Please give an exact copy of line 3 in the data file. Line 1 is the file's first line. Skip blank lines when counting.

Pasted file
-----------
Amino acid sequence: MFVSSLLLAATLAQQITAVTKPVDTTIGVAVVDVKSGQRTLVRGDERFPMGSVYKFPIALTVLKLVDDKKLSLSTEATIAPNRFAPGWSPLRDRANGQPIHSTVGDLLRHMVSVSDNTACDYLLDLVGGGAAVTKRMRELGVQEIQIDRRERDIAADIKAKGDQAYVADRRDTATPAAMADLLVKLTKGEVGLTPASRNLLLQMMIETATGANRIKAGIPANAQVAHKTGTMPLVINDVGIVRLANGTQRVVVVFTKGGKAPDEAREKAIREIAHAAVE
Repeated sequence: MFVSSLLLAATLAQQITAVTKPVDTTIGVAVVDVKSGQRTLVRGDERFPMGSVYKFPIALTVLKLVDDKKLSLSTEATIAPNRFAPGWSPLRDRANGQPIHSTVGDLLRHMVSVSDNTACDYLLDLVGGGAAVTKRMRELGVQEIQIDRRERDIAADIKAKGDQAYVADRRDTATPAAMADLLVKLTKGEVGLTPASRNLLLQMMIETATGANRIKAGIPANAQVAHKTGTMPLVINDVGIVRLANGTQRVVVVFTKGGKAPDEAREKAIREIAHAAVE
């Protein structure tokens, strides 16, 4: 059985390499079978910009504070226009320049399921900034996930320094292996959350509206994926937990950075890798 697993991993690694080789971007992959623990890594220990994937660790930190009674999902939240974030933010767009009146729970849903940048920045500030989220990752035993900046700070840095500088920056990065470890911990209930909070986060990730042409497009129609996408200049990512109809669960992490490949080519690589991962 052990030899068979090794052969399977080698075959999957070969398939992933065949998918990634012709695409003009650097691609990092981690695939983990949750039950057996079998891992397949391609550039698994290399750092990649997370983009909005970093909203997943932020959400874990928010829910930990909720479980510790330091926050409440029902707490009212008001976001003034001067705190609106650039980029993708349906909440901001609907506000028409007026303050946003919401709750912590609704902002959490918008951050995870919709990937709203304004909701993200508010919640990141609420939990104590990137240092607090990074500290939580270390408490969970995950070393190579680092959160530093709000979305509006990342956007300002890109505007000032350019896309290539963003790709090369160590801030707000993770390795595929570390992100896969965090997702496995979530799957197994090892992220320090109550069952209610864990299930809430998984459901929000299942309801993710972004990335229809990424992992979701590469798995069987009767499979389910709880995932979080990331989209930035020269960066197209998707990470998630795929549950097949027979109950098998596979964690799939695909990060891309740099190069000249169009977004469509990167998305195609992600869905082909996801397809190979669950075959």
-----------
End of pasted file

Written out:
């Protein structure tokens, strides 16, 4: 059985390499079978910009504070226009320049399921900034996930320094292996959350509206994926937990950075890798 697993991993690694080789971007992959623990890594220990994937660790930190009674999902939240974030933010767009009146729970849903940048920045500030989220990752035993900046700070840095500088920056990065470890911990209930909070986060990730042409497009129609996408200049990512109809669960992490490949080519690589991962 052990030899068979090794052969399977080698075959999957070969398939992933065949998918990634012709695409003009650097691609990092981690695939983990949750039950057996079998891992397949391609550039698994290399750092990649997370983009909005970093909203997943932020959400874990928010829910930990909720479980510790330091926050409440029902707490009212008001976001003034001067705190609106650039980029993708349906909440901001609907506000028409007026303050946003919401709750912590609704902002959490918008951050995870919709990937709203304004909701993200508010919640990141609420939990104590990137240092607090990074500290939580270390408490969970995950070393190579680092959160530093709000979305509006990342956007300002890109505007000032350019896309290539963003790709090369160590801030707000993770390795595929570390992100896969965090997702496995979530799957197994090892992220320090109550069952209610864990299930809430998984459901929000299942309801993710972004990335229809990424992992979701590469798995069987009767499979389910709880995932979080990331989209930035020269960066197209998707990470998630795929549950097949027979109950098998596979964690799939695909990060891309740099190069000249169009977004469509990167998305195609992600869905082909996801397809190979669950075959």